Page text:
Looking from the balcony of this home along the endless golden-sand stretch of beach, you can’t help but be awed by the sweeping view of the coast, from Mt Maunganui at one end to Maketu at the other. It’s a scene architect Brendon Gordon appreciates as much as anyone. “Each site here has its own unique aspect of the mountain,” he says. “Having designed more than a few houses along this strip, you come to understand how to take advantage of that outlook pretty well.”
Previously occupied by a ’90s home with all the hallmark curves and quirks of the era, the location offered opportunity by the bucket load for his clients, who were relocating from a rural property to create their own version of paradise by the sea. “They have a real affinity with classic California Modernist architecture, particularly the work of John Lautner,” says Brendon. Thus, “the roofline here is a bit of a hat tip to some of Lautner’s forms, where we responded to planning constraints while maximising the light and outlook with the roof pitched in such a way that we could get a view from the main bedroom through the living pavilion and out to the horizon.”
The environmental challenges of residing on the coast called for moves that make the house easy to live in and minimise maintenance, particularly in the material selection and external elements like the concealed fixings. Set behind the dunes, the exterior palette melds naturally with the surrounding greenery — an established tropical garden amid grassy knolls, between which a trail leads to the beach. Cedar slats line the house in irregular widths — a pleasingly random detail among all the straight lines and structure — punctuated by black anodised joinery from First Windows and Doors.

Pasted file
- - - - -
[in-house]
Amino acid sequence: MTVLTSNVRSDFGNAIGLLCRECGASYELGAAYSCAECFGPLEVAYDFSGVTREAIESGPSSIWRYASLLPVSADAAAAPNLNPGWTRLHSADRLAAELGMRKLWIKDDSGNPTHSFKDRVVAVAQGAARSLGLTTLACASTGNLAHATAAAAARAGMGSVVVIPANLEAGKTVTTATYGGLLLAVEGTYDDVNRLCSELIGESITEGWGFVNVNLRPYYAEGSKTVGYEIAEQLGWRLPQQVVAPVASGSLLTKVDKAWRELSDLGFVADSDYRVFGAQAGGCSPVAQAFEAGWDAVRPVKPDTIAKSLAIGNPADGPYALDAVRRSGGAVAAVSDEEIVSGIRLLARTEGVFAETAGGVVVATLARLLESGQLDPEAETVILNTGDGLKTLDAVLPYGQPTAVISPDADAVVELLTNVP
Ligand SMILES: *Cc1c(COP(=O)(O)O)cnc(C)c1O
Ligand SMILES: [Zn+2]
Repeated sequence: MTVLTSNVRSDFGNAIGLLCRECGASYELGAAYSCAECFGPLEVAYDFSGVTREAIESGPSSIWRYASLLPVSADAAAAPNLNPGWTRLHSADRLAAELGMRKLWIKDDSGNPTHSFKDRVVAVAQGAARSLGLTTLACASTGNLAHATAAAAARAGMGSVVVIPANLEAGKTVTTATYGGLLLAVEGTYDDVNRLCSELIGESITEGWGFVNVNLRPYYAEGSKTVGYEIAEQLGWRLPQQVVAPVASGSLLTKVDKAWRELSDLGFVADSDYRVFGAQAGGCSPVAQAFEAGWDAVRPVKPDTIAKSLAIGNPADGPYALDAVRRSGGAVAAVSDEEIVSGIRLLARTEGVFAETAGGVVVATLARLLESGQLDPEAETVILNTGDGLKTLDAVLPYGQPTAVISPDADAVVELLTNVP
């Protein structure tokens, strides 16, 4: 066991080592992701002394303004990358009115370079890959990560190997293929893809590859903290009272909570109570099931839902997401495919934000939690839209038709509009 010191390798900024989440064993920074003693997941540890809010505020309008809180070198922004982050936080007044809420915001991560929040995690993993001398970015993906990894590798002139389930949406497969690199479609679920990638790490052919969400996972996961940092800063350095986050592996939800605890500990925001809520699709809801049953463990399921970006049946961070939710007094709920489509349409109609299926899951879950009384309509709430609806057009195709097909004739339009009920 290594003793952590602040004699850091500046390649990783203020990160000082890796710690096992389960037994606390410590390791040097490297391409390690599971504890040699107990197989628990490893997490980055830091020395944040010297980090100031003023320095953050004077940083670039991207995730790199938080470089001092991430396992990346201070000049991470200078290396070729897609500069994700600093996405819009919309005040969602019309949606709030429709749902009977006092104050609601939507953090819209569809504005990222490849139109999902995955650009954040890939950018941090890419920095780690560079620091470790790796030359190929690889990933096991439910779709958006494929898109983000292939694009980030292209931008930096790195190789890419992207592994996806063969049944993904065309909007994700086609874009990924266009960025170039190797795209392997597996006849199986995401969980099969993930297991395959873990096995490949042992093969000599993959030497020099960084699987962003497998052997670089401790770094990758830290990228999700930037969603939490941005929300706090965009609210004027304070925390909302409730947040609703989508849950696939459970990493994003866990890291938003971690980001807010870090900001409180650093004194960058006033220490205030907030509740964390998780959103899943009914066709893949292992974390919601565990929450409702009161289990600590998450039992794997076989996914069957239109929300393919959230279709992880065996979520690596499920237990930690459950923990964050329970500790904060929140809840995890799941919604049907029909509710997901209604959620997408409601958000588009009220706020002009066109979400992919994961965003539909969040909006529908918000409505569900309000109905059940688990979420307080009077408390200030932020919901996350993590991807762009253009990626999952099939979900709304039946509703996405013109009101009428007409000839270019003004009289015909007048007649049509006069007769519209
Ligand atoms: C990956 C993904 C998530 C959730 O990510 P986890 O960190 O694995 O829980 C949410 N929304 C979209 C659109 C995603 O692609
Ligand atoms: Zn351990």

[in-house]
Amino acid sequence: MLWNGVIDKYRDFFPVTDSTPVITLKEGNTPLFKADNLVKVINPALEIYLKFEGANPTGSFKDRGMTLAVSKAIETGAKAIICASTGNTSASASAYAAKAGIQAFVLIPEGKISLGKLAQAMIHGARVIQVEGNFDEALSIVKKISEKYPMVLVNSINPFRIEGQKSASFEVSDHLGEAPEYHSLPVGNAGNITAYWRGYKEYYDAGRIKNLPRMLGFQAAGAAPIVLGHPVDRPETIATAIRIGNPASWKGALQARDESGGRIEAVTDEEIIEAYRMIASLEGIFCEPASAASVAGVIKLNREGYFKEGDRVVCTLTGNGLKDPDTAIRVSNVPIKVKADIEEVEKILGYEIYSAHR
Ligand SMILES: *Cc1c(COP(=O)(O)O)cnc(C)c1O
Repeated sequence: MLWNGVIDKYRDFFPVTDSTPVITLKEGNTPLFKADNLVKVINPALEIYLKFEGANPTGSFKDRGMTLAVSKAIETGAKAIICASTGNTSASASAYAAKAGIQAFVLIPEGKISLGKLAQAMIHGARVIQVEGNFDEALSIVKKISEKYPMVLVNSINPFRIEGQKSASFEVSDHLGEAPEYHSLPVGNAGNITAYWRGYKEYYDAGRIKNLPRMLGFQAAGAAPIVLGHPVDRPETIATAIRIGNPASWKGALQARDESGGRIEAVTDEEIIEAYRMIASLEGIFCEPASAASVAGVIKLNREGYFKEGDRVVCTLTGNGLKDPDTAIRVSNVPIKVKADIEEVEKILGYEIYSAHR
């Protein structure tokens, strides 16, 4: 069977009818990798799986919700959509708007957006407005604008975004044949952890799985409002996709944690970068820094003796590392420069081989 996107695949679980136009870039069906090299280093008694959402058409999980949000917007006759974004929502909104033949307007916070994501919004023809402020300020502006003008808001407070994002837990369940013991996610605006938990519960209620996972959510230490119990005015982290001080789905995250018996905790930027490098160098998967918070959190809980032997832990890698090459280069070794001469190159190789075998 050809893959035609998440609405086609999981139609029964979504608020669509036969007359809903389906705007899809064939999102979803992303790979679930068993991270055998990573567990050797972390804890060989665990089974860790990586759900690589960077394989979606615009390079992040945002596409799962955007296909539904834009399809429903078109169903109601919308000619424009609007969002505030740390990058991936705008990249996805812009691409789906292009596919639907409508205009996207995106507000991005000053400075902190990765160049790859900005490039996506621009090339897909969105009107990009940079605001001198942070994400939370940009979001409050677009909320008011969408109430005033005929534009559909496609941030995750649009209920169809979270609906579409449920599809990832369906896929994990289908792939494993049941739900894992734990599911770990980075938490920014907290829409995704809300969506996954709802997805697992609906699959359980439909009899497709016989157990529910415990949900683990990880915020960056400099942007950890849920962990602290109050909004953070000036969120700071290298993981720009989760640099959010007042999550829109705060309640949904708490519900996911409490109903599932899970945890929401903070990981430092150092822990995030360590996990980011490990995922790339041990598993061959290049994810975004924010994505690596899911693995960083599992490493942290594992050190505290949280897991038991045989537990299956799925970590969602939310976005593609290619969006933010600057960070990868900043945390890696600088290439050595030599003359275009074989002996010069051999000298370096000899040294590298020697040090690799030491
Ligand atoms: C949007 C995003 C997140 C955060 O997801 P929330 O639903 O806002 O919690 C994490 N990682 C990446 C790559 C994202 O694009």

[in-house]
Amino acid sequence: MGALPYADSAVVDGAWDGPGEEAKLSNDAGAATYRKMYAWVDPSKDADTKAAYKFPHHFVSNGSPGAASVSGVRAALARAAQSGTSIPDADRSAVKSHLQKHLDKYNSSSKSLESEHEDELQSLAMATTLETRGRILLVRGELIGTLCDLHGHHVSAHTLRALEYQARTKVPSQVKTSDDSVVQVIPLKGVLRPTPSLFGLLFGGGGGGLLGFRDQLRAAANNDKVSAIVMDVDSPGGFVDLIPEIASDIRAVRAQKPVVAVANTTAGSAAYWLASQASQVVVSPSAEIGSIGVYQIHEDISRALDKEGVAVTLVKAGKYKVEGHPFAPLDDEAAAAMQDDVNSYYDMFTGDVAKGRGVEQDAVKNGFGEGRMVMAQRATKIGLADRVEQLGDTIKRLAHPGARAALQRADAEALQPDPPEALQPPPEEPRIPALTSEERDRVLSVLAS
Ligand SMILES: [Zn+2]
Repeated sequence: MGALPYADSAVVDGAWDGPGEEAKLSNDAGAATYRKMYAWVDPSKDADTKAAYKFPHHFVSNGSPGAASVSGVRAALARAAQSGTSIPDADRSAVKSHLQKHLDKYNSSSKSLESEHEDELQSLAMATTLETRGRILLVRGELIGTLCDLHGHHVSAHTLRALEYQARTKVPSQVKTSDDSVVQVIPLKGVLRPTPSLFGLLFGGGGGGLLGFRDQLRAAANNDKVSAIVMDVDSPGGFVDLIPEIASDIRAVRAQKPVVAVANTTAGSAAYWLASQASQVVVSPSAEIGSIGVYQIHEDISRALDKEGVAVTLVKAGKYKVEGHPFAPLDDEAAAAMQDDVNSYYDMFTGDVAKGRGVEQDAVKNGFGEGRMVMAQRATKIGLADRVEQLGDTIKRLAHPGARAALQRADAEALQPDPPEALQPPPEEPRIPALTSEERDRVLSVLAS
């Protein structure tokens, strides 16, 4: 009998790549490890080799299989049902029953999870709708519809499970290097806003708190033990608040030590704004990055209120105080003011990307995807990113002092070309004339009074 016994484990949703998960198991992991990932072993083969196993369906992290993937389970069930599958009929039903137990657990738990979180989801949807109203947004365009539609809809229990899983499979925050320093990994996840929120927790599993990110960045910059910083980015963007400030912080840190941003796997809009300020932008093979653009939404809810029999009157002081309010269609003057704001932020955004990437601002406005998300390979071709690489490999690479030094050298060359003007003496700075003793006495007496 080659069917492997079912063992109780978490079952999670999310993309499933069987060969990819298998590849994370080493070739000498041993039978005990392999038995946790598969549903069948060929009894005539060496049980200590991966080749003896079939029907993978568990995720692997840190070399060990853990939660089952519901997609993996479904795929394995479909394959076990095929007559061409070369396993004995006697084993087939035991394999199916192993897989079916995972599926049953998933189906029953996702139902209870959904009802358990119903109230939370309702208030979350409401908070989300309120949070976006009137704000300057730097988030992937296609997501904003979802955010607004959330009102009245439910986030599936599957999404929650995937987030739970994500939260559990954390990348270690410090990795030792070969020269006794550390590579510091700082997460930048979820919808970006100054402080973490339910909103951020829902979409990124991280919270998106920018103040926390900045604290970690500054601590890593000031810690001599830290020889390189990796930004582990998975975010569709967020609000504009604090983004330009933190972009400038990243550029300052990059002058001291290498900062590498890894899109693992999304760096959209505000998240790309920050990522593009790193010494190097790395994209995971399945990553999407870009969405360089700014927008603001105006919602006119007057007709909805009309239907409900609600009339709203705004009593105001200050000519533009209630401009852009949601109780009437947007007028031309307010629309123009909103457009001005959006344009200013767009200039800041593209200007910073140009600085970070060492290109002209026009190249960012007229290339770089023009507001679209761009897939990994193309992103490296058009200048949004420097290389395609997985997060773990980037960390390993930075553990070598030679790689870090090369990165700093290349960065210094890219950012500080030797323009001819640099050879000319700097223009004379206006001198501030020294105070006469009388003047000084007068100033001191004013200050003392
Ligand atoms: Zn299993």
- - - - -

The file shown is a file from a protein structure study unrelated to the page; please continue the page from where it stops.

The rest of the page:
Boldly turning its back to the street with a rock and steel facade, on arrival the built form has a Brutalist feel. “It grabs the space and holds the ground,” says Brendon. “Then as you enter, you tuck into the house for an experience that takes you away from the suburban setting for a direct connection to the beach.”
Part of a two-storey floorplan, the main living, dining and kitchen pavilion spans the width of the home’s top level, where multiple Metro Series stacker sliding doors from First Windows and Doors open onto a covered balcony that was extended in the renovation process. With generous eaves and expanded decks, living almost takes place as much outside as it does in, while clerestory windows above the balcony let abundant light inside.
Peeling off from the living and entertaining areas, journeys to the streetside portion of this level and downstairs ease you into more retreat-like private spaces. The remainder of the first floor is given over exclusively to the main bedroom, dressing room and ensuite, which have been laid out with generous proportions to form an escape when the house is full of visiting family and friends. In contrast to the robust materials applied to the exterior, details such as their glassfronted wardrobes, brass bathroom cupboards and marble shower surround add a luxe touch.
Alongside clients who were heavily invested in the interior design, for Brendon, a real focus of this project was creating moments in and around the house that fulfill its potential. Even the transitions between spaces work beautifully: the roof window over the stairwell that draws light into this circulation zone, outdoor rooms that enable living in the landscape, the surfboard nook and gardening bench under the stairs outside…
“We also pay particular attention to what the view shafts are and where the neighbours are,” says Brendon. “That’s the nice thing about coming in to renovate — you know where you have to screen, shelter or plant to control that and create that privacy.”
For a relatively public site, the resounding feeling here is one of seclusion, protection and comfort. It’s the kind of coastal hideaway that whisks its owners away from the worries of the world and back to what grounds them.
Words by Alice Lines. As seen in Homestyle Magazine.